(1) the claim must have arisen out of conduct set out in the original pleading; (2) the party to be brought in must have received such notice that it will not be prejudiced in maintaining its defense; (3) that party should have known that, but for a mistake of identity, the original action would have been brought against it; and  the second and third criteria are fulfilled within 120 days of the filing of the original complaint, and the original complaint was filed within the limitations period.Hogan v. Fischer, 738 F.3d 509, 517 (2d Cir. 2013) (emphasis omitted) (internal quotation marks, ellipsis, and brackets omitted). Scott "concede[s] that neither Officer Brown nor Officer Lopez received actual notice that they would be named in this suit within 120 days of the commencement of this action." Appellant's Br. 22 (emphasis in original). Nevertheless, he argues that the officers had constructive notice of the suit because they are now represented by the same counsel as the named municipal defendants.
Under the constructive notice doctrine, a court may impute knowledge "to a defendant or set of defendants because they have the same attorney(s)" when there is "some showing that the attorney(s) knew that the additional defendants would be added to the existing suit." Gleason v. McBride, 869 F.2d 688, 693 (2d Cir. 1989); accord Abdell v. City of New York, 759 F. Supp. 2d. 450, 455 (S.D.N.Y. 2010) (describing constructive notice doctrine). Scott submits that his pleadings suffice to make this showing because they allege excessive force by unnamed police officers, which thereby put defense counsel on notice that these officers would be added to the suit. We are not persuaded. Scott brought suit against only municipal defendants—County of Rockland, Village of Spring Valley, and the Village's police department. He points to no authority supporting a conclusion that a complaint alleging employee misconduct to support a Monell claim, see Monell v. Dep't of Soc. Servs., 436 U.S. 658 (1978), against named municipal defendants affords counsel knowledge of plaintiff's intent to sue the officers individually. Indeed, Scott offers no explanation for his attorney's failure to sue the officers as "John Doe" defendants if he intended to pursue individual liability, a routine course from which defense counsel could have acquired the requisite knowledge. Cf. Archibald v. City of Hartford, 274 F.R.D. 371, 380 (D. Conn. 2011) (imputing knowledge where plaintiff brought suit against individual officers and "[c]omplaint contained considerable detail regarding the roles of John Doe 1 and Jane Doe 2"). In sum, we conclude that Scott has failed to demonstrate constructive notice in this case.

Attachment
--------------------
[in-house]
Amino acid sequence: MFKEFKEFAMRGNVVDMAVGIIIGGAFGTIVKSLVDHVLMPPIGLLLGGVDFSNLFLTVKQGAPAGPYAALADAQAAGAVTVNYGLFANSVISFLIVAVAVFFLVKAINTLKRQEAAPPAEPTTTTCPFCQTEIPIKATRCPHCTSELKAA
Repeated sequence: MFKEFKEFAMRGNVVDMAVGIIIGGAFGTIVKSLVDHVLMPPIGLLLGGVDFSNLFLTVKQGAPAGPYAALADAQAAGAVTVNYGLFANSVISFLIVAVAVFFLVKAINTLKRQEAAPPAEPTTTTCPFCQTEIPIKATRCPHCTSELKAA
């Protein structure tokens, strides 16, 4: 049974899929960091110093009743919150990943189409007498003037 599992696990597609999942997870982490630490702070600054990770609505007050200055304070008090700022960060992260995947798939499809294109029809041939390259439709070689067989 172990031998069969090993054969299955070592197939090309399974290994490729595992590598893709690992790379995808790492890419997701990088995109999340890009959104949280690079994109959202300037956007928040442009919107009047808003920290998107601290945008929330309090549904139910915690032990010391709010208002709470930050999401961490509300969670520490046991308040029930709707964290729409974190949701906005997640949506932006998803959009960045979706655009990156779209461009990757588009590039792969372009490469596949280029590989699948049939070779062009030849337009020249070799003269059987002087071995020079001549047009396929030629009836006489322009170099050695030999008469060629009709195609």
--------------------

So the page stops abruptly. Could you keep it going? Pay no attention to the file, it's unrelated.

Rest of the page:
We also reject Scott's argument that his failure to sue the individual officers within the statute of limitations was an excusable mistake. Although "Rule 15(c) explicitly allows the relation back of an amendment due to a mistake concerning the identity of the parties," we have consistently held that "the failure to identify individual defendants when the plaintiff knows that such defendants must be named cannot be characterized as a mistake." Hogan v. Fischer, 738 F.3d at 517-18 (internal quotation marks, ellipsis, and brackets omitted); see also Barrow v. Wethersfield Police Dep't, 66 F.3d 466, 468-69 (2d Cir. 1995). As Scott acknowledges, this case falls into the latter category. See Appellant's Br. 34 ("[A]lthough the Complaint alleged that a certain officer was involved in the incident . . . at the time of the complaint, Mr. Scott was unaware of the identity or name of the police officer."). Scott's proposed amendment does not correct a mistake of fact, cf. Krupski v. Costa Crociere S. P. A., 560 U.S. 538, 554-55 (2010) (holding claim relates back where plaintiff misunderstood which entity was in charge of ship that allegedly caused injury), but rather seeks to add information—the names of the officers involved—that he lacked when he filed the complaint. Accordingly, Scott's proposed amendment does not satisfy Rule 15(c).
We have considered Scott's remaining arguments and conclude that they are without merit. Accordingly, the judgment is affirmed.
FOR THE COURT:
CATHERINE O'HAGAN WOLFE, Clerk of Court